The Pyschological Barrier to Going Long

I need a caddie. And bad. I think if I won the lottery, I'd hire a caddie. That's about the only luxury I'd want.

What's my problem? Well, there's the issue of reading greens, which I can't do. However, my putting stroke is very good, and my speed is usually quite good, so I sometimes make putts by accident. No, where a caddie would be of greatest help to me is in club selection.

I'm one of those guys who simply can't believe that he hits the ball one, sometimes two, clubs less than he used to. Many amateur golfers share this trait: when we reach into the bag to pull a club for the next shot, we're thinking of the farthest we've ever hit a particular club, rather than the average distance we hit that club.

Coming up short is a commonality among amateurs. It's as if we have some psychological barrier to going long. Going over the green must be a truly terrifying prospect.

During a recent round, I came to a hole where I am always short of the green. Always. It's a shallow, elevated green, and I never hit more than pitching wedge into it, yet I'm always short. I told my partner, "Today it's going to be different. Today, I'm hitting a 9-iron and I'm not going to be short, even if it means going over."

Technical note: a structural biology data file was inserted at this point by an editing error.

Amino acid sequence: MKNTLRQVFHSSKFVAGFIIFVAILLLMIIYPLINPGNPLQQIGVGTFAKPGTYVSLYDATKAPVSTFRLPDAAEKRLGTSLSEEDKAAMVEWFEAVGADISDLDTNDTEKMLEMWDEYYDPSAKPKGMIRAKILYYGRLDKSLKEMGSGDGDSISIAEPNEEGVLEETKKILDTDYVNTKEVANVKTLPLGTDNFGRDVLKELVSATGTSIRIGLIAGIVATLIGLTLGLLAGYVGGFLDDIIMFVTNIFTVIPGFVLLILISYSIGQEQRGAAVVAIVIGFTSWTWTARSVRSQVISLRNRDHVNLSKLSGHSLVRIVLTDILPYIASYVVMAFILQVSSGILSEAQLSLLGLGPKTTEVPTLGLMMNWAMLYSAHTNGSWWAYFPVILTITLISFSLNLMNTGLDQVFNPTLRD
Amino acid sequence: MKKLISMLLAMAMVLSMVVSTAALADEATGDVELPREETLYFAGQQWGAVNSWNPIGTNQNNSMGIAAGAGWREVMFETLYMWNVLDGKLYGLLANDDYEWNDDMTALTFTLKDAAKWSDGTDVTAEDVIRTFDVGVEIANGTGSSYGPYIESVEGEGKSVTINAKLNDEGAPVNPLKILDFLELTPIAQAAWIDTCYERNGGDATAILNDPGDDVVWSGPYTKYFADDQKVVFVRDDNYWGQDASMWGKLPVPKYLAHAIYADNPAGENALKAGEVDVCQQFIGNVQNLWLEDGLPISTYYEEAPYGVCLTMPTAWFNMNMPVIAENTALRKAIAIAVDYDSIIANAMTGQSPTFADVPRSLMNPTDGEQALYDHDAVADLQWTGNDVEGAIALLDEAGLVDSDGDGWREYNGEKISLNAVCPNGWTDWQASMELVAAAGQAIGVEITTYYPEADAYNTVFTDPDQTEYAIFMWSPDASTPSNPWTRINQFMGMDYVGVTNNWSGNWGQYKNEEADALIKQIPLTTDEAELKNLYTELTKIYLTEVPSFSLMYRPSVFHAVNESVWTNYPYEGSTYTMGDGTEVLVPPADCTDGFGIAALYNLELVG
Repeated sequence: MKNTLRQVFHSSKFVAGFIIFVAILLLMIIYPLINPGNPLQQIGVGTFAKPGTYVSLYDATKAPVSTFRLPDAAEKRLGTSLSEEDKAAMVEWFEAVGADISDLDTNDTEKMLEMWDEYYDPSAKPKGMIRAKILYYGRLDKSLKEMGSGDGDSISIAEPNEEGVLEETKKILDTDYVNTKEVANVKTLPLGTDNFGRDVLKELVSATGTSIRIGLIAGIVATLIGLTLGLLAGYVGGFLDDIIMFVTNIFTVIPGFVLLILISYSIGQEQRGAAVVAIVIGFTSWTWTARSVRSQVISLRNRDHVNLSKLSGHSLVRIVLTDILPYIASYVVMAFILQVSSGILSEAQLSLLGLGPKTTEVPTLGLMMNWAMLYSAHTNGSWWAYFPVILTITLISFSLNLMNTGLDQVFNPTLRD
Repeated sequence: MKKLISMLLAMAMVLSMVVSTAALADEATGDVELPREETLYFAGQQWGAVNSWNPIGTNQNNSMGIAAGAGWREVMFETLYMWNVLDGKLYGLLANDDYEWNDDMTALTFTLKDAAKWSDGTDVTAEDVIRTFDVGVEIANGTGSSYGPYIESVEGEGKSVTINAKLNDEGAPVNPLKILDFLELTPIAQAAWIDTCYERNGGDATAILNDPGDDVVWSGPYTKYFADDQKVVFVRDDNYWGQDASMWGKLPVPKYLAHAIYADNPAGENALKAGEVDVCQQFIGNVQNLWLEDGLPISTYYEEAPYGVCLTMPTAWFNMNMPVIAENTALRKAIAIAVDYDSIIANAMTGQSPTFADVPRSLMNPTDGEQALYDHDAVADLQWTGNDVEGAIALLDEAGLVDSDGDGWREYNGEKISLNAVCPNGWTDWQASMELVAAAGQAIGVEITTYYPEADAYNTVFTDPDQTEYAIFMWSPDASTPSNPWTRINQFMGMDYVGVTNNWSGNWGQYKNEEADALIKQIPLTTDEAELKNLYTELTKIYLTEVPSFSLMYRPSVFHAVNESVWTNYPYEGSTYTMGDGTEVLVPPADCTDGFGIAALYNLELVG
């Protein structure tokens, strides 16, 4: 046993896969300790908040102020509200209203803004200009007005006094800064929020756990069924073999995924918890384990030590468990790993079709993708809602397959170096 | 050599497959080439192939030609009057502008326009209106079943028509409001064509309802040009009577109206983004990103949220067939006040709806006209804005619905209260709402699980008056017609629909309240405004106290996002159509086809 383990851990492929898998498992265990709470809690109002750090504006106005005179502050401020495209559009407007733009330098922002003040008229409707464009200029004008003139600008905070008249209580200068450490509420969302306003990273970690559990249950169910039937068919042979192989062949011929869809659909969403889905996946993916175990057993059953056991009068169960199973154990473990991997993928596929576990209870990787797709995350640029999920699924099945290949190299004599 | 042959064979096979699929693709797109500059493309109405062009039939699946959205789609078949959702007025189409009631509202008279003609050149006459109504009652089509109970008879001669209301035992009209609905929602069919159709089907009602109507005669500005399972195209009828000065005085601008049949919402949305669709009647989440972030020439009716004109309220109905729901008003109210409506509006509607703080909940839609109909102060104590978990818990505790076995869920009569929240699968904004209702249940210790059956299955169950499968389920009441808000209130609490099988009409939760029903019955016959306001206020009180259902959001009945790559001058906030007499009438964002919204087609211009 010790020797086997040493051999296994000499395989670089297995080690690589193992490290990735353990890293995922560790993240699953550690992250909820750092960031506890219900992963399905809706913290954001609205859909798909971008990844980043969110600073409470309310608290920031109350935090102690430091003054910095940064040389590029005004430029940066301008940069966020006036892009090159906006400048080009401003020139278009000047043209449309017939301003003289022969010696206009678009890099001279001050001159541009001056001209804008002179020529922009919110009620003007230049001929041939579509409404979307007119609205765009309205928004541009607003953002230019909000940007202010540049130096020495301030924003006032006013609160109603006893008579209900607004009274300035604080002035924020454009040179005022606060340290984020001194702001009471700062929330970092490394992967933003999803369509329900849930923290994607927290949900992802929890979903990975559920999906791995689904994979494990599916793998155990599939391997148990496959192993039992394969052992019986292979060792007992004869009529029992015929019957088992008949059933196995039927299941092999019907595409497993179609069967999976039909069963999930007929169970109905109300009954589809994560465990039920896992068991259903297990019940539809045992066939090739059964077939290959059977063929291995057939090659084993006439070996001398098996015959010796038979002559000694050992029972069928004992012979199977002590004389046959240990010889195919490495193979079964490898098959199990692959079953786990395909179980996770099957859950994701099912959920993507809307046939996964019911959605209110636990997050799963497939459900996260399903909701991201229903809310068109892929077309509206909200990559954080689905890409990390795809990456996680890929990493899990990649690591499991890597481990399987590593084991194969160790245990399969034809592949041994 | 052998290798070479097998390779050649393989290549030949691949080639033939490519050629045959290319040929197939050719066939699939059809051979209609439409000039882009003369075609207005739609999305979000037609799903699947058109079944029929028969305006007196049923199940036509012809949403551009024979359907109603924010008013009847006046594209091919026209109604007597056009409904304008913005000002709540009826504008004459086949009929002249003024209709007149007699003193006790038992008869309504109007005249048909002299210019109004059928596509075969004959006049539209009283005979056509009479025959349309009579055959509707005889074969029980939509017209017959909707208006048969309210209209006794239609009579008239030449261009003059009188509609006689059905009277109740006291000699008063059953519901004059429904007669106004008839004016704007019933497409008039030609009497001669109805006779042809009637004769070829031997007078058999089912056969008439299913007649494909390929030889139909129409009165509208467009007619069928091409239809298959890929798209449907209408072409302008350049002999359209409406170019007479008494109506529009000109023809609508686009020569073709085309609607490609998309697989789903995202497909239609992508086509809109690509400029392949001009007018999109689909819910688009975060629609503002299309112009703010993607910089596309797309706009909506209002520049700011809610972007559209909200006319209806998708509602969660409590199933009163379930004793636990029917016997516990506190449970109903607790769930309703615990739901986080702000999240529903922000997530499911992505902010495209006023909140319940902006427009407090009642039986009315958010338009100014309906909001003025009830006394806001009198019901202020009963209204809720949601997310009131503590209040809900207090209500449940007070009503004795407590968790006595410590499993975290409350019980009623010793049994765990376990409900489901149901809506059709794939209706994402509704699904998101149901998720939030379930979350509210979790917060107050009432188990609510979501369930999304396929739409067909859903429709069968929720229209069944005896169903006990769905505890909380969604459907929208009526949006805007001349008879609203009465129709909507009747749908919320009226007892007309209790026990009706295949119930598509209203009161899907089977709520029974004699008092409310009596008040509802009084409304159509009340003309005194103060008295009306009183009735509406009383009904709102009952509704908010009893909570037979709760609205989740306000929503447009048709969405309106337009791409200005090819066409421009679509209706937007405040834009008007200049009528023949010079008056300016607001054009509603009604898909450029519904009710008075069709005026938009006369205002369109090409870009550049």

I was short. Somewhere between the time of my declaration that I didn't care about going over the green, and the time my club made contact with the ball, this thought must have occurred to me: Don't swing so hard or you're going to go over the green!

A teaching pro friend does a simple demonstration with his students when he takes them for on-course instruction. He tells them, "You pick your clubs the first few holes, and then I'll pick your clubs on the next few clubs." They always score better when he's picking their clubs - because they're much more likely to get the ball to the green.

This isn't new information to me, however. I'm ashamed to admit that one of my childhood buddies, a scratch golfer, used to tell me the same thing. "Bogey, I'm beggin' ya, just let me pick your clubs for you. I'll take six strokes off your score."

So, yes, if I win the lottery, I'm hiring a full-time caddie. In the meantime, next time I get to that hole, I'm going to hit the green. No, really, this time I mean it. I'll pull an 8-iron. Heck, a 7-iron, if I have to. But I won't be short. Even if it means going over.

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